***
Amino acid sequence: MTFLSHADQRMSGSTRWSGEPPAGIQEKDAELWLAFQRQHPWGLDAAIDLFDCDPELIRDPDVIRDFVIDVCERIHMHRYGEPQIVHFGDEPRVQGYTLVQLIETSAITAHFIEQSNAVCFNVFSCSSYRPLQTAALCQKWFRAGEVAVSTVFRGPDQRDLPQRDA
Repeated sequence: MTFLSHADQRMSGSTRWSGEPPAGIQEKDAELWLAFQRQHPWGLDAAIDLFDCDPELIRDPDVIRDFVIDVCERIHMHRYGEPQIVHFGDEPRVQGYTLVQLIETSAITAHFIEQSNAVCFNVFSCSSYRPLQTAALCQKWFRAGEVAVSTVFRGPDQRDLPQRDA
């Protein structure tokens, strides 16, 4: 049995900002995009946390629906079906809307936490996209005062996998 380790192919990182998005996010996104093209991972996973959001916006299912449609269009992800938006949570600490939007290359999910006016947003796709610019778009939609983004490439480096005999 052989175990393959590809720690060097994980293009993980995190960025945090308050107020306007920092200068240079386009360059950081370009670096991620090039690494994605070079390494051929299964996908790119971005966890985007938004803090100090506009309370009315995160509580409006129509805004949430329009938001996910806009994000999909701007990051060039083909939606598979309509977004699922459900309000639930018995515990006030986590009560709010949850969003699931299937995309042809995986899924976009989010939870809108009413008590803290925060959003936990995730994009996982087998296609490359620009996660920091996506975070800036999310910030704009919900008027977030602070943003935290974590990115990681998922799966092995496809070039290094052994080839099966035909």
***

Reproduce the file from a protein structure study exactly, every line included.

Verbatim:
Amino acid sequence: MTFLSHADQRMSGSTRWSGEPPAGIQEKDAELWLAFQRQHPWGLDAAIDLFDCDPELIRDPDVIRDFVIDVCERIHMHRYGEPQIVHFGDEPRVQGYTLVQLIETSAITAHFIEQSNAVCFNVFSCSSYRPLQTAALCQKWFRAGEVAVSTVFRGPDQRDLPQRDA
Repeated sequence: MTFLSHADQRMSGSTRWSGEPPAGIQEKDAELWLAFQRQHPWGLDAAIDLFDCDPELIRDPDVIRDFVIDVCERIHMHRYGEPQIVHFGDEPRVQGYTLVQLIETSAITAHFIEQSNAVCFNVFSCSSYRPLQTAALCQKWFRAGEVAVSTVFRGPDQRDLPQRDA
């Protein structure tokens, strides 16, 4: 049995900002995009946390629906079906809307936490996209005062996998 380790192919990182998005996010996104093209991972996973959001916006299912449609269009992800938006949570600490939007290359999910006016947003796709610019778009939609983004490439480096005999 052989175990393959590809720690060097994980293009993980995190960025945090308050107020306007920092200068240079386009360059950081370009670096991620090039690494994605070079390494051929299964996908790119971005966890985007938004803090100090506009309370009315995160509580409006129509805004949430329009938001996910806009994000999909701007990051060039083909939606598979309509977004699922459900309000639930018995515990006030986590009560709010949850969003699931299937995309042809995986899924976009989010939870809108009413008590803290925060959003936990995730994009996982087998296609490359620009996660920091996506975070800036999310910030704009919900008027977030602070943003935290974590990115990681998922799966092995496809070039290094052994080839099966035909």